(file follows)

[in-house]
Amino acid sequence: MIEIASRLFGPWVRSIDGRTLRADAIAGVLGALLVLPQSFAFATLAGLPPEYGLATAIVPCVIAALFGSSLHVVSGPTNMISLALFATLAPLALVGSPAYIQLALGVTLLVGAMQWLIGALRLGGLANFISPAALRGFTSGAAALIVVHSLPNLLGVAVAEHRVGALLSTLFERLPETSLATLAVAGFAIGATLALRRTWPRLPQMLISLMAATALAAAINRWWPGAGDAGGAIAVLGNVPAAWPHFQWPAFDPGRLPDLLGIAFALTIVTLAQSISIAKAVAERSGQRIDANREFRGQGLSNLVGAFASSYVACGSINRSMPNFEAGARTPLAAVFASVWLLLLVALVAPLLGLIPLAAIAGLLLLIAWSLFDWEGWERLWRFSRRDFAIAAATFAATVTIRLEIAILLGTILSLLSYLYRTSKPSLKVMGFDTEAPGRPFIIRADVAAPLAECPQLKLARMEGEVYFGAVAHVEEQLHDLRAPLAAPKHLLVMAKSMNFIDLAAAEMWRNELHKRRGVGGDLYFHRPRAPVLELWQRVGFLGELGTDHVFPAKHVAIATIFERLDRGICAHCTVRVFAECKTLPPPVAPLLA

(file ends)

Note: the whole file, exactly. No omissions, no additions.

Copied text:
[in-house]
Amino acid sequence: MIEIASRLFGPWVRSIDGRTLRADAIAGVLGALLVLPQSFAFATLAGLPPEYGLATAIVPCVIAALFGSSLHVVSGPTNMISLALFATLAPLALVGSPAYIQLALGVTLLVGAMQWLIGALRLGGLANFISPAALRGFTSGAAALIVVHSLPNLLGVAVAEHRVGALLSTLFERLPETSLATLAVAGFAIGATLALRRTWPRLPQMLISLMAATALAAAINRWWPGAGDAGGAIAVLGNVPAAWPHFQWPAFDPGRLPDLLGIAFALTIVTLAQSISIAKAVAERSGQRIDANREFRGQGLSNLVGAFASSYVACGSINRSMPNFEAGARTPLAAVFASVWLLLLVALVAPLLGLIPLAAIAGLLLLIAWSLFDWEGWERLWRFSRRDFAIAAATFAATVTIRLEIAILLGTILSLLSYLYRTSKPSLKVMGFDTEAPGRPFIIRADVAAPLAECPQLKLARMEGEVYFGAVAHVEEQLHDLRAPLAAPKHLLVMAKSMNFIDLAAAEMWRNELHKRRGVGGDLYFHRPRAPVLELWQRVGFLGELGTDHVFPAKHVAIATIFERLDRGICAHCTVRVFAECKTLPPPVAPLLA